Fo0die dined as a guest of Masizzim and as such, the rating does not give any consideration to customer service.
Located in The Glen’s new dining precinct on level 1 (we went up the lifts near David Jones but there’s also escalators near Gong Cha). When we dined, the dining precinct on level 1 was looking a little empty with boards surrounding this area with upcoming venues.
The name of the venue, Masizzim, when translated literally means “delicious stew”. So there was no guessing what we must order when we arrived. The venue opened at the end of August 2019 and was approximately two months old when we visited.
The venue is fully undercover with seats at the front of the venue and to the side of the venue which would be perfect for the upcoming warmer weather.
On entering, the venue has a very modern contemporary with traditional touches like banners with masks and banners hanging off the ceiling to soften the look.
Towards the entry, there’s booth style seating on one side and dining tables on the other side. Walking in further, there’s a counter on the right, kitchen on the left and in between is a large table.
Walking further into the venue is the rest of the dining space where the bifold door opens up to create a seamless indoor-outdoor experience. A bamboo feature sits in this space with cushioned bench-style seat cleverly arranged around it.
After ordering from their shared style menu, three Korean side dishes (onions, bean shoots and of course kimchi) were brought to the table and were refilled when the dishes were empty.
It wouldn’t be right to dine at a Korean restaurant and not pair it with some Korean beverages. What did we pick? Bong bong for Mr J (grape beverage with real pieces of grape inside) and peach soju for Ms J which was a larger bottle than we had expected, 360ml which was probably best shared.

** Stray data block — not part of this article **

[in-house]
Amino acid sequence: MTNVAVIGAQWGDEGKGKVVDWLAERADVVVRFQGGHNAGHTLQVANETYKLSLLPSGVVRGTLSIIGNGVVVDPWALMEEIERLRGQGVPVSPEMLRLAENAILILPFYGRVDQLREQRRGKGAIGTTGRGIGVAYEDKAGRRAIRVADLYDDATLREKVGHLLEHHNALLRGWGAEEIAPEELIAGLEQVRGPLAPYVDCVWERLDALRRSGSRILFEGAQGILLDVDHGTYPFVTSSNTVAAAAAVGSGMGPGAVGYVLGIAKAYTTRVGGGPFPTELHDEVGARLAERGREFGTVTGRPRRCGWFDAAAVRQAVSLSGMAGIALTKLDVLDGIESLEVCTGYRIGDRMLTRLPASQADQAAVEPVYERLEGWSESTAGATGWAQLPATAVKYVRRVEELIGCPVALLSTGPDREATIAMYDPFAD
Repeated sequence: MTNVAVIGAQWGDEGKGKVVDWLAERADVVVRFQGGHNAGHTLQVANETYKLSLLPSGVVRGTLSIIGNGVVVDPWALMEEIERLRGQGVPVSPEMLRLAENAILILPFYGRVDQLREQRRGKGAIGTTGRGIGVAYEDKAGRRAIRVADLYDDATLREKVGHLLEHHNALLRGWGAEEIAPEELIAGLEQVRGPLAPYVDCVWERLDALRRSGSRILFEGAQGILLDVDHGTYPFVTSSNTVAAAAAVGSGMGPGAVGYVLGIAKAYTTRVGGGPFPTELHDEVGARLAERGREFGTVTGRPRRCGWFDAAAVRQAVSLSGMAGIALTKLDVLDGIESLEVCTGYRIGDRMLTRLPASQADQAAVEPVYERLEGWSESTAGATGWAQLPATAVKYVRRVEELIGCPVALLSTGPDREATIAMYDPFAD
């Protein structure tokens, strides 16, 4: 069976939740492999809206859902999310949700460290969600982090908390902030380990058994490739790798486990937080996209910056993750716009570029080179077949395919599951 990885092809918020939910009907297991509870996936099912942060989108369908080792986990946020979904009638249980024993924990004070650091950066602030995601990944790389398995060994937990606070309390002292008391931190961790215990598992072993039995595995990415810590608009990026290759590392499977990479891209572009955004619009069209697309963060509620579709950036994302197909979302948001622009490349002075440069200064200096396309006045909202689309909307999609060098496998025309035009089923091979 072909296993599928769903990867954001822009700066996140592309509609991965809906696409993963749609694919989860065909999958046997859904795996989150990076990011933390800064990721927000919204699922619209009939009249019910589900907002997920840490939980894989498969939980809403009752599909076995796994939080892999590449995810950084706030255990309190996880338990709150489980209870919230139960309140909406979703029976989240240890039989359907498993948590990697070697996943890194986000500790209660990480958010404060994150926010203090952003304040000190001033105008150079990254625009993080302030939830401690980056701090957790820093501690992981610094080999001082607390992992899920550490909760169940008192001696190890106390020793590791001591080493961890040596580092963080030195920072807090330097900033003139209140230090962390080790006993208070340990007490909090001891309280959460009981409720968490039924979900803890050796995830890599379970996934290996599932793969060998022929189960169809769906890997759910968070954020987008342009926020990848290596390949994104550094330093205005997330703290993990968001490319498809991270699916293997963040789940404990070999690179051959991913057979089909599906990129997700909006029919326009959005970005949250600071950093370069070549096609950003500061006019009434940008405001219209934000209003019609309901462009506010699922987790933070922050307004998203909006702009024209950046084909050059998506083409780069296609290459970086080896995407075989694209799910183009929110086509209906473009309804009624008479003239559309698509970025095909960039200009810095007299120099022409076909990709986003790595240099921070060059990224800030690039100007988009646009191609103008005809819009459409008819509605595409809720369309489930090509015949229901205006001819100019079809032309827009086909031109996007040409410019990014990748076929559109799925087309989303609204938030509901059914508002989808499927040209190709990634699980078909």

Between the two of us, we ordered four dishes to share and this was more than enough plus a single-serve dessert to share. Shortly after we ordered, three Korean side dishes (onions, bean shoots and kimchi) were brought to the table. These are refilled when they are empty.
The first of our dishes to arrive was the pan fried kimchi mandu and tomato, cheese and kimchi jeon. The pan fried mandu was actually deep fried and as expected had a flavoursome filling with a very subtle kimchi flavour to it.
The jeon, a savoury pancake, but unlike other Korean pancakes we’ve had before (which is usually made from a pancake batter), the jeon was made of potato which is pan fried and topped with toppings. The jeon was crispy, with a subtle kimchi flavour, a little mince and had a jelly like texture.
And of course we had to try one of their stew given the name of the venue mentions stew! This is offered as a single serve or a share size (which is good for 3-4 people). There’s a choice between udon or glass noodle (we chose udon) and different levels of spiciness (we chose mild which actually meant soy based). Flavoursome broth with a good amount of tender beef and lovely soft udon noodles. One of our favourite dishes from our visit.
Next up was this very fun rice ball dish where gloves were provided for you to mix the mixture and then roll into round balls (or not so round). These had a good texture to them thanks to the mix of seaweed and pickles and lightly seasoned. Another favourite dish from our visit.
To finish off, we had the bingsu which came in two sizes (single serve or large serve). We had the single serve and this was enough for us to share. The bingsu itself wasn’t as fine as others we’ve had before but fine enough to still provide the creaminess that bingsu is known for.
Dishes that make up this review
- Haetai grape bong bong ($3)
- Chum charum peach soju ($15)
- Pan fried kimchi mandu; pan fried dumplings filled with fermented kimchi and mince pork ($8 for 6 pieces)
- Tomato, cheese and kimchi jeon; pan fried korean pancake with beef mince and kimchi, topped with melted mozzarella cheese ($10)
- Mild beef stew; beef marinated in Masizzim’s secret sauce topped with topokki, mushrooms and spring onion and choice of chewy glass noodles or udon noodles ($16.50 for single serve)
- Crabmeat and fish roe rice ball with mixed rice, mayonnaise, fried kimchi, seaweed crumbs, chilli topped with sesame seeds ($9.50)
- Mango and cheese bingsu; delicate milk snowflakes covered with chunks of juicy mango and cheesecake topped with vanilla ice cream ($7.50 for a single serve)